Damn you, ICMP redirect!!! (or rather, how to flush a cached ICMP redirect under CentOS7/Linux)

Been a while since I added anything new here.  Been busy trying to keep my head above water I guess.  In any case, I came across a situation during $dayjob$ where I had to seperate two networks that were sharing the same VLAN to two distinct VLANS since they were actually always supposed to be seperate, and are geographically distinct as well.  The router configuration was as follows:

interface Vlan6
 ip address secondary
 ip address
 no ip redirects
 no ip proxy-arp

Networks and were essentially on a common VLAN.

Anyway, the task seemed simple, leave on VLAN6 and create VLAN5 on this router to add a routed interface between and which was being moved to another device.

 interface Vlan5
 ip address

Now, traffic from would have to transit via, being routed by two different routers.   Hosts in would have to transit via is another interface on the new router) and to get to  Simple, everyday stuff.  Right?


Well for a reason that at first escaped me, the one and only host in that had communications with could ping every other host in the network *except* the two I needed it to communicate with, and until I added the routed interfaces, was working perfectly.  I was confounded until I tried a traceroute from one of the hosts in back to

[root@host1 ~]# traceroute
traceroute to (, 30 hops max, 60 byte packets
 1  (  849.491 ms !H  849.454 ms !H  849.426 ms !H

Now why would I get a HOST_UNREACHABLE?!?!?  From MYSELF!!!!( is host1) Here is my routing table

[root@host1 ~]#  ip -4 route
default via dev eth0 dev eth0  proto kernel  scope link  src

Seems normal (?)

Other traceroutes towards hosts were working:

[root@host1 ~]# traceroute
 traceroute to (, 30 hops max, 60 byte packets
 1 (  0.225 ms  0.192 ms  0.180 ms
 2 (  5.591 ms
 3 ( 6.524 ms

My gateway for is, and the above makes sense.  It is only then I realized the host had cached an ICMP_REDIRECT for, and I checked this with the ip route command:

[root@host1 ~]# ip route get via dev eth0  src
    cache <redirected>

bingo.  Cached, ICMP_REDIRECT from, which no longer exists.  I didn’t bother to check how long the timeout is for these cached entries, however it was longer than I would have expected, especially since I troubleshot this for more than 15 minutes (*cough* *cough*).

In any case, I learned a new command to zap these, and thankfully, stuff started working again:

root@host1 ~]# ip route flush cache

And with that, my troubles were gone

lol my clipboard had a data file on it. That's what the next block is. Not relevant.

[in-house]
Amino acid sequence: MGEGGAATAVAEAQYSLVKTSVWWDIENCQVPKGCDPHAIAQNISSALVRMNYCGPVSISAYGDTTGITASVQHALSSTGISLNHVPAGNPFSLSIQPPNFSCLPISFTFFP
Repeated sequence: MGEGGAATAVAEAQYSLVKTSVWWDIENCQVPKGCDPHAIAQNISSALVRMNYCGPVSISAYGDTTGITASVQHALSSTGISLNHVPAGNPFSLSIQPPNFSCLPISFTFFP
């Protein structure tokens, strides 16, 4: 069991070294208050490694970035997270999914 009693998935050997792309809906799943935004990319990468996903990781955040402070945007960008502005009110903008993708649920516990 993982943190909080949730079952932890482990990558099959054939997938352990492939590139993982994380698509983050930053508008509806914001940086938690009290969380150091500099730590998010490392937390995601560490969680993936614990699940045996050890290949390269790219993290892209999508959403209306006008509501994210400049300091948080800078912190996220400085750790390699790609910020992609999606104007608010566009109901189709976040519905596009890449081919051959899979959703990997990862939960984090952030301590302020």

[root@host1 ~]# ip route get via dev eth0  src

from my reading of various Googles, the gc_timeout is what defines the actual timeout:

[root@host1~ proc]# cat ./sys/net/ipv4/route/gc_timeout

I can safely say my troubleshooting went way past this timeout, assuming it is seconds and not minutes, and therefore there is some wonkyness beyond I need to check.  In any case, knowing how to clear the cache is evidently useful as well!

7 thoughts on “Damn you, ICMP redirect!!! (or rather, how to flush a cached ICMP redirect under CentOS7/Linux)

    • to be frank I never bothered to debug past the way to clear it. I would have to replicate/re-lab this to figure out if there is some other device sending or refreshing the false redirect

    • My understanding of the 300 second timeout is that the route would have to be *unused* for 300 second before it will drop from cache. Any time a packet gets routed with that information, the counter starts over. They will often stay around forever because of this.

  1. Thanks from me as well for the insights here.
    I found the root of the problem in RHEL7 (need the redhat account to read it):

    For those without access:
    This issue was resolved in RHSA-2016-2574 with package kernel-3.10.0-514.el7.
    Root Cause
    The sysctl net.ipv4.route.gc_timeout should control the route cache expiration time (in seconds). It defaults to 300 seconds. The route cache garbage collection routines appear to never run.

  2. Thank you, commandline.ninja. I echo earlier comments: That command
    saved me a lot of pain.

    I really, really, really did NOT want to reboot.

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